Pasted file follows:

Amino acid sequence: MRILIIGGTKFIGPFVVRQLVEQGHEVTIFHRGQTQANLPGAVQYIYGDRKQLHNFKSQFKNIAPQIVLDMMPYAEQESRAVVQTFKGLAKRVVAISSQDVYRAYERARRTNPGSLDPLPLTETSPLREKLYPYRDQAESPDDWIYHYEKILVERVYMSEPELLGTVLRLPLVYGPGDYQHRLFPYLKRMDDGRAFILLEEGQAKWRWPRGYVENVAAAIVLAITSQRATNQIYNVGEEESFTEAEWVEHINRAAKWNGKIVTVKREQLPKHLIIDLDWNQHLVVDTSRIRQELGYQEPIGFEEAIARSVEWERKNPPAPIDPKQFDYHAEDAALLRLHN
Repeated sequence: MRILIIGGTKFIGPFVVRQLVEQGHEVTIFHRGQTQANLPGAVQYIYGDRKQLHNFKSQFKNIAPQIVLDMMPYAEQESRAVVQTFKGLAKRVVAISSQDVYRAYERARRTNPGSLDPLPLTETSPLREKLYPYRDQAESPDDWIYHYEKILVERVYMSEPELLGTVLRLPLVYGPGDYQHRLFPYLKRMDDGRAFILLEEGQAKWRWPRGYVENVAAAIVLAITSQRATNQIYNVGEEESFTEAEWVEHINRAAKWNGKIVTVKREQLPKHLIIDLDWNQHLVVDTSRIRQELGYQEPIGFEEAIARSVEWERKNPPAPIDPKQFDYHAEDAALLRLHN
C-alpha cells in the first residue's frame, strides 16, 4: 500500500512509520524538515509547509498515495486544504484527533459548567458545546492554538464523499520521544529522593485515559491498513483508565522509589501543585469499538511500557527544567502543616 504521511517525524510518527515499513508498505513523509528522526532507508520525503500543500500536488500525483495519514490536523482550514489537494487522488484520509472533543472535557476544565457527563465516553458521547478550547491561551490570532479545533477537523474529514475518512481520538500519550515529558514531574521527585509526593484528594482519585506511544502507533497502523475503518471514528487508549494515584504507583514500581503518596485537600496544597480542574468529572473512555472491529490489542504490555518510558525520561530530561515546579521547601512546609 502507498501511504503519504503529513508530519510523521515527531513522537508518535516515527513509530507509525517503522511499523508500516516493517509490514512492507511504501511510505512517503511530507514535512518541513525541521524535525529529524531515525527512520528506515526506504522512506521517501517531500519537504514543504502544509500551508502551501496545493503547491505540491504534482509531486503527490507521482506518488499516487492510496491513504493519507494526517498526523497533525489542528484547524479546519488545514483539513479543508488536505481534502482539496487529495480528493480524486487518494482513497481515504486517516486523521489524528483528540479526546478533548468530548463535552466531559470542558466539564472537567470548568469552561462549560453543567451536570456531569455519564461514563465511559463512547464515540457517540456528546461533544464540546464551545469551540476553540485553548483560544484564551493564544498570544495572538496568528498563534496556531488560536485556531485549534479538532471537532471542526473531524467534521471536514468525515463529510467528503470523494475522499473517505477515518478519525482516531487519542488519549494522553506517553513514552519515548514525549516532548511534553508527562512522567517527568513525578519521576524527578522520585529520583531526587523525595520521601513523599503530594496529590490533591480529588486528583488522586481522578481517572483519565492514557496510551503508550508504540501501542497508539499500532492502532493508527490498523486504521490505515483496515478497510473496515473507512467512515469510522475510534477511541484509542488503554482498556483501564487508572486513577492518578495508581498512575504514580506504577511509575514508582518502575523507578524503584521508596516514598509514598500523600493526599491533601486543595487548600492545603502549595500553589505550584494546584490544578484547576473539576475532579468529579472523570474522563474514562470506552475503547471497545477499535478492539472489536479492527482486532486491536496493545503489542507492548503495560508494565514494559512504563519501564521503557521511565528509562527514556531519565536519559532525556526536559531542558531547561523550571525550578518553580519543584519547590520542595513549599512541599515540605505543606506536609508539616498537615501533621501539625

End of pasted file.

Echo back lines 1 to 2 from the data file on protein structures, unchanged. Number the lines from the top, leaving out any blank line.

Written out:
Amino acid sequence: MRILIIGGTKFIGPFVVRQLVEQGHEVTIFHRGQTQANLPGAVQYIYGDRKQLHNFKSQFKNIAPQIVLDMMPYAEQESRAVVQTFKGLAKRVVAISSQDVYRAYERARRTNPGSLDPLPLTETSPLREKLYPYRDQAESPDDWIYHYEKILVERVYMSEPELLGTVLRLPLVYGPGDYQHRLFPYLKRMDDGRAFILLEEGQAKWRWPRGYVENVAAAIVLAITSQRATNQIYNVGEEESFTEAEWVEHINRAAKWNGKIVTVKREQLPKHLIIDLDWNQHLVVDTSRIRQELGYQEPIGFEEAIARSVEWERKNPPAPIDPKQFDYHAEDAALLRLHN
Repeated sequence: MRILIIGGTKFIGPFVVRQLVEQGHEVTIFHRGQTQANLPGAVQYIYGDRKQLHNFKSQFKNIAPQIVLDMMPYAEQESRAVVQTFKGLAKRVVAISSQDVYRAYERARRTNPGSLDPLPLTETSPLREKLYPYRDQAESPDDWIYHYEKILVERVYMSEPELLGTVLRLPLVYGPGDYQHRLFPYLKRMDDGRAFILLEEGQAKWRWPRGYVENVAAAIVLAITSQRATNQIYNVGEEESFTEAEWVEHINRAAKWNGKIVTVKREQLPKHLIIDLDWNQHLVVDTSRIRQELGYQEPIGFEEAIARSVEWERKNPPAPIDPKQFDYHAEDAALLRLHN